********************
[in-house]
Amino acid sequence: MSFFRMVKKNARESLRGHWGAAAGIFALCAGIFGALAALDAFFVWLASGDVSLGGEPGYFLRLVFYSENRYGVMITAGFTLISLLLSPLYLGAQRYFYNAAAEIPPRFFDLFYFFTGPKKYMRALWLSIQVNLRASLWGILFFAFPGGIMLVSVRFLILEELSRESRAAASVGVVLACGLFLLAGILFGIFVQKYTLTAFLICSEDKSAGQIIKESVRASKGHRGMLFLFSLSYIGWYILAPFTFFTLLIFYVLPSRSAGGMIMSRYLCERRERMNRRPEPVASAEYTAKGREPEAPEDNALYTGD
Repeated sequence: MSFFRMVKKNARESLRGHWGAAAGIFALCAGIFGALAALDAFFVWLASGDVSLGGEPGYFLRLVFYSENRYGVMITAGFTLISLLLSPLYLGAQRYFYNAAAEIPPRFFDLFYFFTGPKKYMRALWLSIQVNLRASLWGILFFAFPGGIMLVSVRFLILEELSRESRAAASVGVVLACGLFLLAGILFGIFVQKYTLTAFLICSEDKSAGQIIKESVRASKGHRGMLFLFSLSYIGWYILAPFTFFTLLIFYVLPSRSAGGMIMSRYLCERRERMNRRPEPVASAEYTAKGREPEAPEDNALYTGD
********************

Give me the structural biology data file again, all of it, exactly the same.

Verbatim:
[in-house]
Amino acid sequence: MSFFRMVKKNARESLRGHWGAAAGIFALCAGIFGALAALDAFFVWLASGDVSLGGEPGYFLRLVFYSENRYGVMITAGFTLISLLLSPLYLGAQRYFYNAAAEIPPRFFDLFYFFTGPKKYMRALWLSIQVNLRASLWGILFFAFPGGIMLVSVRFLILEELSRESRAAASVGVVLACGLFLLAGILFGIFVQKYTLTAFLICSEDKSAGQIIKESVRASKGHRGMLFLFSLSYIGWYILAPFTFFTLLIFYVLPSRSAGGMIMSRYLCERRERMNRRPEPVASAEYTAKGREPEAPEDNALYTGD
Repeated sequence: MSFFRMVKKNARESLRGHWGAAAGIFALCAGIFGALAALDAFFVWLASGDVSLGGEPGYFLRLVFYSENRYGVMITAGFTLISLLLSPLYLGAQRYFYNAAAEIPPRFFDLFYFFTGPKKYMRALWLSIQVNLRASLWGILFFAFPGGIMLVSVRFLILEELSRESRAAASVGVVLACGLFLLAGILFGIFVQKYTLTAFLICSEDKSAGQIIKESVRASKGHRGMLFLFSLSYIGWYILAPFTFFTLLIFYVLPSRSAGGMIMSRYLCERRERMNRRPEPVASAEYTAKGREPEAPEDNALYTGD